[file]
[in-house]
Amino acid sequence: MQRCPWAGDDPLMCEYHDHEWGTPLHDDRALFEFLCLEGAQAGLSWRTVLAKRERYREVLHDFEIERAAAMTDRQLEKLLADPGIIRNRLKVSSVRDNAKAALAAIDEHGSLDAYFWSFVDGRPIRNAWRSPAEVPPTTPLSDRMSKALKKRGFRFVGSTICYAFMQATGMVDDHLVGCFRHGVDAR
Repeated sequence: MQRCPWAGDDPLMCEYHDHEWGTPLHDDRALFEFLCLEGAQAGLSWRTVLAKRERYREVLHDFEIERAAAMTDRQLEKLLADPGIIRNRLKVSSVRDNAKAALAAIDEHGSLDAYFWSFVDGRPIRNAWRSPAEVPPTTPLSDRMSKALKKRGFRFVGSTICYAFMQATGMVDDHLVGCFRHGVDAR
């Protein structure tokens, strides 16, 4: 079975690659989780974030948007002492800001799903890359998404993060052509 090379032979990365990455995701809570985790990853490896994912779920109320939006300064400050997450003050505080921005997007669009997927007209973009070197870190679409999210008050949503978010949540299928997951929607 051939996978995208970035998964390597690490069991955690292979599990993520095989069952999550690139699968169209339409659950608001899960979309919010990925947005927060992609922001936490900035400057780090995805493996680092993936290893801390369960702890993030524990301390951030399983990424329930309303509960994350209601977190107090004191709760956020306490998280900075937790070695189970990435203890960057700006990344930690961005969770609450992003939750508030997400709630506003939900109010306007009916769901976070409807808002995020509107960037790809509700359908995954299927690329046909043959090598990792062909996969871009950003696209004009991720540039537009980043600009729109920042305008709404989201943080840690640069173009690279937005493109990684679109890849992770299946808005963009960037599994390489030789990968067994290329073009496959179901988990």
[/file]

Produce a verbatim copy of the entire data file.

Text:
[in-house]
Amino acid sequence: MQRCPWAGDDPLMCEYHDHEWGTPLHDDRALFEFLCLEGAQAGLSWRTVLAKRERYREVLHDFEIERAAAMTDRQLEKLLADPGIIRNRLKVSSVRDNAKAALAAIDEHGSLDAYFWSFVDGRPIRNAWRSPAEVPPTTPLSDRMSKALKKRGFRFVGSTICYAFMQATGMVDDHLVGCFRHGVDAR
Repeated sequence: MQRCPWAGDDPLMCEYHDHEWGTPLHDDRALFEFLCLEGAQAGLSWRTVLAKRERYREVLHDFEIERAAAMTDRQLEKLLADPGIIRNRLKVSSVRDNAKAALAAIDEHGSLDAYFWSFVDGRPIRNAWRSPAEVPPTTPLSDRMSKALKKRGFRFVGSTICYAFMQATGMVDDHLVGCFRHGVDAR
């Protein structure tokens, strides 16, 4: 079975690659989780974030948007002492800001799903890359998404993060052509 090379032979990365990455995701809570985790990853490896994912779920109320939006300064400050997450003050505080921005997007669009997927007209973009070197870190679409999210008050949503978010949540299928997951929607 051939996978995208970035998964390597690490069991955690292979599990993520095989069952999550690139699968169209339409659950608001899960979309919010990925947005927060992609922001936490900035400057780090995805493996680092993936290893801390369960702890993030524990301390951030399983990424329930309303509960994350209601977190107090004191709760956020306490998280900075937790070695189970990435203890960057700006990344930690961005969770609450992003939750508030997400709630506003939900109010306007009916769901976070409807808002995020509107960037790809509700359908995954299927690329046909043959090598990792062909996969871009950003696209004009991720540039537009980043600009729109920042305008709404989201943080840690640069173009690279937005493109990684679109890849992770299946808005963009960037599994390489030789990968067994290329073009496959179901988990």